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Figure 4. Flies expressing CaMPARI have measurable photoconversion when exposed to apple cider vinegar. (A,B) Representative maximum intensity projection (MIP) images of the adult fly antennal lobe expressing CaMPARI in nSyb-expressing neurons exposed to 5% apple cider vinegar (ACV) at pH = 2 (A) or pH = 7 (B) for 30 min. Photoconversion is present in Ir64a-expressing neurons in panel (A) when the pH = 2, however, no appreciable photoconversion is seen in panel (B) when the pH = 7. (C,D) Representative MIP images of the adult fly antennal lobe expressing CaMPARI in Ir64a-expressing neurons exposed to 5% ACV at pH = 2 (C) or pH = 7 (D) for 30 min. Photoconversion is seen in the red channel in panel (C) when pH = 2 but not in panel (D) when pH = 7. (E) The Red:Green ratio of flies exposed to ACV of pH = 2 and pH = 7 for 30 min. Flies exposed to ACV pH = 2 (n = 27) have 2.1-fold greater photoconversion compared to flies exposed to ACV pH = 7 (n = 21). ****P < 0.0001, Mann–Whitney U-test. (F) The Red:Green ratio of flies exposed to ACV of pH = 2 and pH = 7 for 30 min. Flies exposed to ACV pH = 2 (n = 27) have 3.1-fold greater photoconversion compared to flies exposed to ACV pH = 7 (n = 21). ****P < 0.0001, Mann–Whitney U-test.

Discussion

Previously, researchers have used intermediate early genes (IEGs) in mammals, such as Arc (Link et al., 1995; Guzowski et al., 1999) and cFos (Cole et al., 1989) as an indirect measure of neuronal activation, however, the use of IEGs is limited by the transient nature of their expression and lack of temporal resolution (Fields et al., 1997). In Drosophila, many IEGs are not conserved and the use of IEGs was limited to evaluating the expression of Hr38 (Fujita et al., 2013; Adhikari et al., 2019). Olfactory glomeruli were previously mapped in freely-moving flies using 2-deoxyglucose autoradiography (Rodrigues and Buchner, 1984). This method involved injecting flies and had non-quantifiable signal-to-noise, but laid the groundwork for follow-up with genetically encoded calcium indicators (GECIs), such as GCaMP (Riemensperger et al., 2012). GCaMP is a powerful tool for visualizing immediate activation but usually limits the movement of the organism during imaging and also limits the field of view during imaging. CaMPARI was developed as a solution to these limitations, however, methods requiring the adult fly to be fixed underneath a microscope have continued to limit its usefulness in studying the complex behaviors of adult Drosophila.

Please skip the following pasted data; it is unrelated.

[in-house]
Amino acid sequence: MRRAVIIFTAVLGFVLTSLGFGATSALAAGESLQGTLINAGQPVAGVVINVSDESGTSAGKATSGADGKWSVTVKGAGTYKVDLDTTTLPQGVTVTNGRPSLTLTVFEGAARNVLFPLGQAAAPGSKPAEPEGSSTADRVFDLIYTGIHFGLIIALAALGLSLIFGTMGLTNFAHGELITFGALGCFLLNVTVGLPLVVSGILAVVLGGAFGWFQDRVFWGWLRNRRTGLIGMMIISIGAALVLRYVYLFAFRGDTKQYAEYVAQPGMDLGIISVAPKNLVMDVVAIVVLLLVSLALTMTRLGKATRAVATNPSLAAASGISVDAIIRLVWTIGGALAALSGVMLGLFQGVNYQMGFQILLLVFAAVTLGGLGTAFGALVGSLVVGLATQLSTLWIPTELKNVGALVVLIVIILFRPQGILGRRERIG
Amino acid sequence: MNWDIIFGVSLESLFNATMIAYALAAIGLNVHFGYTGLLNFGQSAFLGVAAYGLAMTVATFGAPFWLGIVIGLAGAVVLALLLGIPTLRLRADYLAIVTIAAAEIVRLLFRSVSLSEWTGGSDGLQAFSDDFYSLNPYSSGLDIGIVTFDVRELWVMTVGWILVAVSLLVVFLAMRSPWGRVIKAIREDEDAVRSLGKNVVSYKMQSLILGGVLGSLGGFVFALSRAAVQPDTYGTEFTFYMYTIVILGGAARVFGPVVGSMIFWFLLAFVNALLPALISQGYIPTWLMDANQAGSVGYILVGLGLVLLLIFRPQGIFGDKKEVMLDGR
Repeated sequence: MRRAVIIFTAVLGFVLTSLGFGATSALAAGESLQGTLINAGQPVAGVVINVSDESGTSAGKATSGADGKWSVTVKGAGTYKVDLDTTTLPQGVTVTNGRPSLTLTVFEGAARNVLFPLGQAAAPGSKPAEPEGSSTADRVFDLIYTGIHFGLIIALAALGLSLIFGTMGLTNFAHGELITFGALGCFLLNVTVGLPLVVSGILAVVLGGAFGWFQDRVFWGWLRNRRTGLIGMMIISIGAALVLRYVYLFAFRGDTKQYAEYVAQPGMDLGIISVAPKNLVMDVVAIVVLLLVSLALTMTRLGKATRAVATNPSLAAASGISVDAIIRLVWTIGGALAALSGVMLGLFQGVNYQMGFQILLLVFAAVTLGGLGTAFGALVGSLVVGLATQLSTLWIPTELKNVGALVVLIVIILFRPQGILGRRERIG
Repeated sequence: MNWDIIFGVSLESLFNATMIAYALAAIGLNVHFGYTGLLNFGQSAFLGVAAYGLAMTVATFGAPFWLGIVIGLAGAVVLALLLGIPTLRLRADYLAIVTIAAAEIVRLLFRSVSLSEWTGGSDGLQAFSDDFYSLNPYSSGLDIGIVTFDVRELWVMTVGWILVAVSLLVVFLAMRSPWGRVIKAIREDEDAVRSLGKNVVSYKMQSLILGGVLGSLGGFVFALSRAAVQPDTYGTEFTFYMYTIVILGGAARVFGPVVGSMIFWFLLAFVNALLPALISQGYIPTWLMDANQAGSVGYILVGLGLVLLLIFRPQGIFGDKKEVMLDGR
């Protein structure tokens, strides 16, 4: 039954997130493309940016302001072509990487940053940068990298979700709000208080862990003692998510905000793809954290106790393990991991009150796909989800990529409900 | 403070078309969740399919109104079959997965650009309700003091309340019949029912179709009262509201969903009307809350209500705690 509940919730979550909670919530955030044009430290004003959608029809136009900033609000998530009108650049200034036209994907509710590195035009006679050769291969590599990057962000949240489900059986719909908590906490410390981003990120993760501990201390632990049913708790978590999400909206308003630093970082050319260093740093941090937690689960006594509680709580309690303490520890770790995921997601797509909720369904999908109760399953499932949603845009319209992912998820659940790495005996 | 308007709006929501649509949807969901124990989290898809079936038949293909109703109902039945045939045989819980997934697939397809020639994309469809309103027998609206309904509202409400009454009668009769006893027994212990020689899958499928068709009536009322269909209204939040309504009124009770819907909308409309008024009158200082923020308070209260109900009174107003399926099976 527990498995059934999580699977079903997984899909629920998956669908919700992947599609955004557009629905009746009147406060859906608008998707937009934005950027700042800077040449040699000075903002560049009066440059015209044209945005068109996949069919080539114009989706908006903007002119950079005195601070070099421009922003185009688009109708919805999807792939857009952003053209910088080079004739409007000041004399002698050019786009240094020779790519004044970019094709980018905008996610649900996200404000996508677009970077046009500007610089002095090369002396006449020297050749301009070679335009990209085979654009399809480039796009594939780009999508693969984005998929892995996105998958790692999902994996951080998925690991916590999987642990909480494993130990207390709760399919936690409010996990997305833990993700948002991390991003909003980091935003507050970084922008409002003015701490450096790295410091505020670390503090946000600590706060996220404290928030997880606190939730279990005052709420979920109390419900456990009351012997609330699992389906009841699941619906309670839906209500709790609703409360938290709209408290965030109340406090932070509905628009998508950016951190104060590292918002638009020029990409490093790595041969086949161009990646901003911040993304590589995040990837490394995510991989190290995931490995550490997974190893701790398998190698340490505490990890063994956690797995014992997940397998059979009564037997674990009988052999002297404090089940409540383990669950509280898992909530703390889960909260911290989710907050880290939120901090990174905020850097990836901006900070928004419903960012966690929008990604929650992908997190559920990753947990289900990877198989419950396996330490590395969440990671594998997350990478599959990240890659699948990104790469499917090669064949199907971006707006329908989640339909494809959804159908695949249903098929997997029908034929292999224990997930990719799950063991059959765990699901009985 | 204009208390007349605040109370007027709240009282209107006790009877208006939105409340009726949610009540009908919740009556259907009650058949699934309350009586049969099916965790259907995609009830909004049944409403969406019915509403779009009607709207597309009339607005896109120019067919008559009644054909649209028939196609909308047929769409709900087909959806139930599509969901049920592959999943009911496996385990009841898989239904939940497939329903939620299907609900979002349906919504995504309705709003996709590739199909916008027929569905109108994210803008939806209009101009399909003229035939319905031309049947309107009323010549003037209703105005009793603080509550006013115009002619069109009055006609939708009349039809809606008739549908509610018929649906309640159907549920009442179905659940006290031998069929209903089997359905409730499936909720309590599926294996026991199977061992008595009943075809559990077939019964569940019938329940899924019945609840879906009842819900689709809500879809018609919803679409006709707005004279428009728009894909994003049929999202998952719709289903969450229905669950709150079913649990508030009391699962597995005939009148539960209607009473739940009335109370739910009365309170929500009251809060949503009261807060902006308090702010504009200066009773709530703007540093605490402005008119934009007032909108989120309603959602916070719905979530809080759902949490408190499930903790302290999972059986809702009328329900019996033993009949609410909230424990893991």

We have developed a method to trace active neural circuitry in freely-moving intact adult Drosophila. While previous methods have used direct laser light from microscopes, requiring immobilization of the fly (Bohra et al., 2018; Manjila et al., 2019), our method using LEDs and Petri dishes allows the flies to remain mobile and freely behaving and allows us to capture the active circuitry of multiple flies simultaneously. We demonstrate that this method faithfully recapitulates a previous study (Ai et al., 2010) demonstrating that exposure to acids activates the Ir64a-expressing neurons of the DC4 glomerulus in the antennal lobe of adult flies.

Using CaMPARI specifically expressed in Ir64a-expressing neurons while exposing flies to acetic acid, we showed that we can label active neurons in freely-moving adult flies and quantify the photoconversion in the DC4 glomerulus. The red:green ratio of flies exposed to acetic acid was significantly higher than flies exposed to neutralized acetic acid. Additionally, we showed that photoconversion between the left and right sides of the brain was fairly consistent, suggesting that light penetration from the LED was evenly distributed to both sides of the head. We were able to recapitulate these results with a pan-neuronally expressed CaMPARI. Quantification of the photoconversion in these flies was equivalent to the photoconversion seen when CaMPARI expression was limited to Ir64a-expressing neurons. This indicates CaMPARI can be used quantitatively whether CaMPARi expression is limited to subsets of neurons or is expressed broadly. CaMPARI expression is only limited by the strength and specificity of available driver lines. The ability to faithfully label active neurons with pan-neuronally expressing CaMPARI suggests CaMPARI can be used to label active circuitry even without a priori knowledge of which neurons should be active with a stimulus. Thus, our method allows for CaMPARI to be used as an exploratory tool in freely moving flies to discover novel parts of a circuit.